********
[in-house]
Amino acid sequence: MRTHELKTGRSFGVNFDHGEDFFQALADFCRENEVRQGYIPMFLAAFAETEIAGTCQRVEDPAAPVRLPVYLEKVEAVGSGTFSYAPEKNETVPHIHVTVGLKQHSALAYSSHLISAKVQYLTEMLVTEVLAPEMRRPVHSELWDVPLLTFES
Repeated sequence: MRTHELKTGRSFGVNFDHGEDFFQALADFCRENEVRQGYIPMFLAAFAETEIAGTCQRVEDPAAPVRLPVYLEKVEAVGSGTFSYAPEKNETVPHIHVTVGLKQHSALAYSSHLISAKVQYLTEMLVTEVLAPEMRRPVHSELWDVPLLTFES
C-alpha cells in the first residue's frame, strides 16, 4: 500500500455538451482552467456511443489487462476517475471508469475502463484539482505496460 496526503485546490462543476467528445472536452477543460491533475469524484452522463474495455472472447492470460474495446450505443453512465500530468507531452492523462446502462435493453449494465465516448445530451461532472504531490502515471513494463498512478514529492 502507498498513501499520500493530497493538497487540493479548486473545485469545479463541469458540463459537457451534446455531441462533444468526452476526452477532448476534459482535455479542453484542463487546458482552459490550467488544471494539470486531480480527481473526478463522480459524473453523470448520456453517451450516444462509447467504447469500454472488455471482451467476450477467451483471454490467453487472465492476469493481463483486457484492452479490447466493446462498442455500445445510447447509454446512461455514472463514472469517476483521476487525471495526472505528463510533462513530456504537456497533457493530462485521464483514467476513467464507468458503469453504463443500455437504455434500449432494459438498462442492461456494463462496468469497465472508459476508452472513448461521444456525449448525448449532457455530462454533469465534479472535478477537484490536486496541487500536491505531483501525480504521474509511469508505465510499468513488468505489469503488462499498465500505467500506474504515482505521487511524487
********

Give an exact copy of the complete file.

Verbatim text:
[in-house]
Amino acid sequence: MRTHELKTGRSFGVNFDHGEDFFQALADFCRENEVRQGYIPMFLAAFAETEIAGTCQRVEDPAAPVRLPVYLEKVEAVGSGTFSYAPEKNETVPHIHVTVGLKQHSALAYSSHLISAKVQYLTEMLVTEVLAPEMRRPVHSELWDVPLLTFES
Repeated sequence: MRTHELKTGRSFGVNFDHGEDFFQALADFCRENEVRQGYIPMFLAAFAETEIAGTCQRVEDPAAPVRLPVYLEKVEAVGSGTFSYAPEKNETVPHIHVTVGLKQHSALAYSSHLISAKVQYLTEMLVTEVLAPEMRRPVHSELWDVPLLTFES
C-alpha cells in the first residue's frame, strides 16, 4: 500500500455538451482552467456511443489487462476517475471508469475502463484539482505496460 496526503485546490462543476467528445472536452477543460491533475469524484452522463474495455472472447492470460474495446450505443453512465500530468507531452492523462446502462435493453449494465465516448445530451461532472504531490502515471513494463498512478514529492 502507498498513501499520500493530497493538497487540493479548486473545485469545479463541469458540463459537457451534446455531441462533444468526452476526452477532448476534459482535455479542453484542463487546458482552459490550467488544471494539470486531480480527481473526478463522480459524473453523470448520456453517451450516444462509447467504447469500454472488455471482451467476450477467451483471454490467453487472465492476469493481463483486457484492452479490447466493446462498442455500445445510447447509454446512461455514472463514472469517476483521476487525471495526472505528463510533462513530456504537456497533457493530462485521464483514467476513467464507468458503469453504463443500455437504455434500449432494459438498462442492461456494463462496468469497465472508459476508452472513448461521444456525449448525448449532457455530462454533469465534479472535478477537484490536486496541487500536491505531483501525480504521474509511469508505465510499468513488468505489469503488462499498465500505467500506474504515482505521487511524487